“I was stuck at home for 3 years, I am so glad to join Croydon Vision’s community!” PH.

Blog Post

A New Drive to Make Croydon a Centre of Excellence for Visually Impaired People

As Croydon’s shops, restaurants and businesses reopen, Croydon Vision – Croydon’s Premier Sight-Loss Charity – is working hard to improve accessibility for visually impaired people in the community.

And the clock is ticking. “There’s never been a better time or place to do this – and we need to act fast.” urged Odette Battarel, Croydon Vision’s Community Dynamo. Croydon’s current population stands at 384,837 – with 9,420 people currently living with some degree of sight loss – and is estimated to increase by 14% by 2031.

Nobody left behind.
“Our local ethnic diversity means that the prevalence of certain eye conditions such as glaucoma and diabetic retinopathy are disproportionately high.” Odette explains, “Quite simply we cannot afford to leave these people behind as the world reopens.”

Many visually impaired people have been isolating since the onset of Covid-19 and are excited as well as apprehensive at the thought of rejoining the outside world after over a year. “It’s so good to not be sitting alone in an armchair watching telly!” Croydon Vision member Bob Horne celebrated as Croydon Vision’s Bedford Hall reopened.

But is the rest of Croydon quite so welcoming to people like Bob? Croydon Vision are currently spearheading a movement to make Croydon a Centre of Excellence for the Visually Impaired. The movement will incorporate recognising and celebrating V.I. Friendly Businesses in our area with awards and inclusion on a V.I. Friendly Business Directory.

How V.I. Friendly is your business?
Work is already underway to improve things as businesses and organizations sign up for Croydon Vision’s Visual Impairment Awareness Training. These practical, down-to-earth workshops are led by visually impaired members of the Croydon Vision team and are designed to ensure everyone in our community – from dentists to nail technicians, librarians to receptionists – are comfortable and confident interacting with blind and visually impaired customers.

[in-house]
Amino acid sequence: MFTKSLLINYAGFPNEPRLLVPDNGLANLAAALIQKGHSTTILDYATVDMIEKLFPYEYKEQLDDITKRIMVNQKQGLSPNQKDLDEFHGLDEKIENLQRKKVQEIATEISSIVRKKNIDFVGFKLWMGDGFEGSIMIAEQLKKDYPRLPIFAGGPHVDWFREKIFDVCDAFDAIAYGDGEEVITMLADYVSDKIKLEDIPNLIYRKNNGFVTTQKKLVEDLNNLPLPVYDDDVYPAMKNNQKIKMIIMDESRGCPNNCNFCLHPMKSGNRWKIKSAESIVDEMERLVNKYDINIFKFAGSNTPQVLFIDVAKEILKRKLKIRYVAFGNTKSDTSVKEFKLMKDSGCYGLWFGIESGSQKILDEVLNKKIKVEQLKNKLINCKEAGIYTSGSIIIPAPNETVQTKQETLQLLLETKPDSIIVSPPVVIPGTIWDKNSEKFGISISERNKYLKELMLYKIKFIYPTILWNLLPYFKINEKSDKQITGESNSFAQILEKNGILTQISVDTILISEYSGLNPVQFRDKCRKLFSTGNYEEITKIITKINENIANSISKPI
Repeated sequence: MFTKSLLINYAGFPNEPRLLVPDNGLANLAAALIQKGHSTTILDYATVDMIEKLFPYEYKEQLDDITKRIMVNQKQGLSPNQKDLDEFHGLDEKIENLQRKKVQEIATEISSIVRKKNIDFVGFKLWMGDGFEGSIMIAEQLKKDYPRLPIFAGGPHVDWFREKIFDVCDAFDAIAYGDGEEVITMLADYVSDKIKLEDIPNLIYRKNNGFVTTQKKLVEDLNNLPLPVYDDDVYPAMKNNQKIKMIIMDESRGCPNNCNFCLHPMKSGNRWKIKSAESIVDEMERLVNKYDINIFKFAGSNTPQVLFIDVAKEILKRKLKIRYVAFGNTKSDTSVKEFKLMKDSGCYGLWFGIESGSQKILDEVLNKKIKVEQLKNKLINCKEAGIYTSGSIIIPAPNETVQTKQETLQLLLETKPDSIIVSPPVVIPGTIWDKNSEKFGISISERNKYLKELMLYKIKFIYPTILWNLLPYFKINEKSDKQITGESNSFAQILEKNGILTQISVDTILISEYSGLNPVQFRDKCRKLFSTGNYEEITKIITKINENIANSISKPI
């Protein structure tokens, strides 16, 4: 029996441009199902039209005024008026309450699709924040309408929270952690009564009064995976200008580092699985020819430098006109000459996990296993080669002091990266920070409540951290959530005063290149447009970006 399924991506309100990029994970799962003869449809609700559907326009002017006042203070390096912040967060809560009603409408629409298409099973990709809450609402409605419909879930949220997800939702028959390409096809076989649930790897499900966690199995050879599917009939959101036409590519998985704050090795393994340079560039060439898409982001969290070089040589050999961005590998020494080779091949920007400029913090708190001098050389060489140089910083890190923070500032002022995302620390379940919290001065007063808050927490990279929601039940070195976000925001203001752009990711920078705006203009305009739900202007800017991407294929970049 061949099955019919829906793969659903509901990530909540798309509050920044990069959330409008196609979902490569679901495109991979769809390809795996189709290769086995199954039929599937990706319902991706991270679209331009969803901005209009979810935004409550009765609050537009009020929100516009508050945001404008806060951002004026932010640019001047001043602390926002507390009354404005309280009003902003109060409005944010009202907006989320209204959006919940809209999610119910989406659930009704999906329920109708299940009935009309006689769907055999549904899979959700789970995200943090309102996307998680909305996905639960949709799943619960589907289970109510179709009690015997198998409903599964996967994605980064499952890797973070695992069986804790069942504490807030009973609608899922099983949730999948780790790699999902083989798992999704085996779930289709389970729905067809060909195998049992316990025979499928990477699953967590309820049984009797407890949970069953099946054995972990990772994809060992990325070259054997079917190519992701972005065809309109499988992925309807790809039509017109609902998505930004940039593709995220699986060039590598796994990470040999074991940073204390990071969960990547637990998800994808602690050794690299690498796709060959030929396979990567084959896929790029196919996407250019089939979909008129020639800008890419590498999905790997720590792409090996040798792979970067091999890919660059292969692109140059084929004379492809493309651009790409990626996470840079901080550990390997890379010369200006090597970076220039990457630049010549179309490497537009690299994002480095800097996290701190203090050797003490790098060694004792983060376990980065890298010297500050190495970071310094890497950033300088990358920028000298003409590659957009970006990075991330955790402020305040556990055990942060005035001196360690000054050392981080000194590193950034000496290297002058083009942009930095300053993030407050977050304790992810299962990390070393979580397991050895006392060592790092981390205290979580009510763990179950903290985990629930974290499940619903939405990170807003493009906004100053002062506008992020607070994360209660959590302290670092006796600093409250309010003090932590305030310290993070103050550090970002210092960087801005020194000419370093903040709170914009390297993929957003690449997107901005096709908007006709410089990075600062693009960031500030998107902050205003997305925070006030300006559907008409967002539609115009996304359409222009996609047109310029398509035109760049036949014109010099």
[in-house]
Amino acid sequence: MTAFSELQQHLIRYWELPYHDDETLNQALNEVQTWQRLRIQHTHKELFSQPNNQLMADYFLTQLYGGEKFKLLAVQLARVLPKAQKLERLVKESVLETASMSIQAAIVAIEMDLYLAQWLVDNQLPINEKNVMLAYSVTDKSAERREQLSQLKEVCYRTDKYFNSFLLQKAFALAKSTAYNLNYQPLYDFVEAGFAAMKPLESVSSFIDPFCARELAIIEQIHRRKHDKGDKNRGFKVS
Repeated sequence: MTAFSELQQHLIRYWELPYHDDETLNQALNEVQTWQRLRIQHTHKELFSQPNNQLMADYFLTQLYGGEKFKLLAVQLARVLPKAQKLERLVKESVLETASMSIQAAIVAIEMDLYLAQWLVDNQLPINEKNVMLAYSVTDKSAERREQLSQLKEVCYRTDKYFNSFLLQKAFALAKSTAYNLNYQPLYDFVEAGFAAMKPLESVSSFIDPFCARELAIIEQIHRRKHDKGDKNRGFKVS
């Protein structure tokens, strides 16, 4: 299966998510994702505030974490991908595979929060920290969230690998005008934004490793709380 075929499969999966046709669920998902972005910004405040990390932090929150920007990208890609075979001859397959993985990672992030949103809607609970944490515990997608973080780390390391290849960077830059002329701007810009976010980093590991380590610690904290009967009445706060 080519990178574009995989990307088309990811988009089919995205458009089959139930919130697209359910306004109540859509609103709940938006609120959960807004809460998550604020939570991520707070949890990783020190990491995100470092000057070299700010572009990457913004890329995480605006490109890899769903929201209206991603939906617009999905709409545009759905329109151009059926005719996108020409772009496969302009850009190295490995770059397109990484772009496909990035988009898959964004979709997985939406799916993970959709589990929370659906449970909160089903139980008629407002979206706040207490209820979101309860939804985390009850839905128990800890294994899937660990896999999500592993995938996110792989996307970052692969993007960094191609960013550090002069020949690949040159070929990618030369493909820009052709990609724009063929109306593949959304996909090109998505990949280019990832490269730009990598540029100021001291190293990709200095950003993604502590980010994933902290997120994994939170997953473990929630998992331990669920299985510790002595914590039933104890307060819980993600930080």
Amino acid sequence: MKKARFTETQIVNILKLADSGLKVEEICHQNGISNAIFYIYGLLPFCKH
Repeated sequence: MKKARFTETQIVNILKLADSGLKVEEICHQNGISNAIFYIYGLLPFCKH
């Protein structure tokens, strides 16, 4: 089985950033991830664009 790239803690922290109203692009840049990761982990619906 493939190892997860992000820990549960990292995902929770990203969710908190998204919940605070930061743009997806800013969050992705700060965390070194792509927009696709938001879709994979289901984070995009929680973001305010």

Odette, who herself is visually impaired and runs some of the workshops enthuses “It’s all too easy to feel awkward or potentially patronizing around visually impaired people, so I tend to kick off by asking what questions people have always wanted to ask a blind person but have felt too uncomfortable to do so. People usually ask whether our other senses are enhanced, how we choose outfits and even how we meet people romantically without being able to make eye contact in a bar!” she laughs, “Living with visual impairment isn’t always easy but that doesn’t mean we can’t have fun.”


Five quick wins.

So, if you own or work for a local business and you’re keen to ensure visually impaired customers feel welcome and comfortable, what can you do? Odette, shares her top 5 tips to get you started:

  1. Never attempt to help a visually impaired person by simply grabbing their arm. Even though you have the best intensions it can be pretty alarming for someone without sight.
  2. Always introduce yourself by name when talking with a visually impaired person, without the ability to acknowledge or connect through eye contact, this is the best substitute.
  3. Visual impairment can be a hidden disability so they might not have a cane or a dog. There are a whole range of different visual impairments so don’t be afraid to ask what help they need, just as you would with any other customer.
  4. When interacting with someone who has a guide dog make sure you’re addressing the person and not the dog when you speak to them – it’s amazing how often that happens!
  5. Pay attention to whether your shop or space is trip-free, the blind and visually impaired community is incredibly close-knit so word gets around about which places cater to blind people and which aren’t welcoming.

Finally, enrol in Visual Impairment Awareness Training to take your accessibility to the next level and together we’ll make Croydon a shining example of what a VI-friendly community really looks like.

Would your team benefit from a Visual Impairment Awareness Workshop?
Email info@croydonvision.org.uk or call  020 8688 2486

You can support the work Croydon Vision are doing by visiting www.justgiving.com/fundraising/croydon-vision

What is Croydon Vision?   

We’re Croydon’s premier sight-loss charity, and we’re busy transforming lives and encouraging people to re-evaluate what’s possible when you’re blind or partially sighted in our community. There are three main arms to our work; practical support (covering everything from keep fit to tech training), spreading awareness and improving services.

Croydon’s current population stands at 384,837 and is estimated to increase by 14% by 2031. Over 51% of this community identify as Black, Asian or Minority Ethnic (BAME). Our local ethnic diversity, means that the prevalence of certain eye conditions such as glaucoma and diabetic retinopathy are disproportionately high. The numbers suggest there are at least 9,420 people currently living with some degree of sight loss in our area, with a further 1,210 Croydon people diagnosed with severe sight loss.  

There’s a lot of work to be done, and after the year we’ve all had everyone needs all the help they can get. As such we’re keen to build meaningful, mutually beneficial partnerships with local businesses and organisations like yours to make things better for everyone. 

Aug 3, 2021

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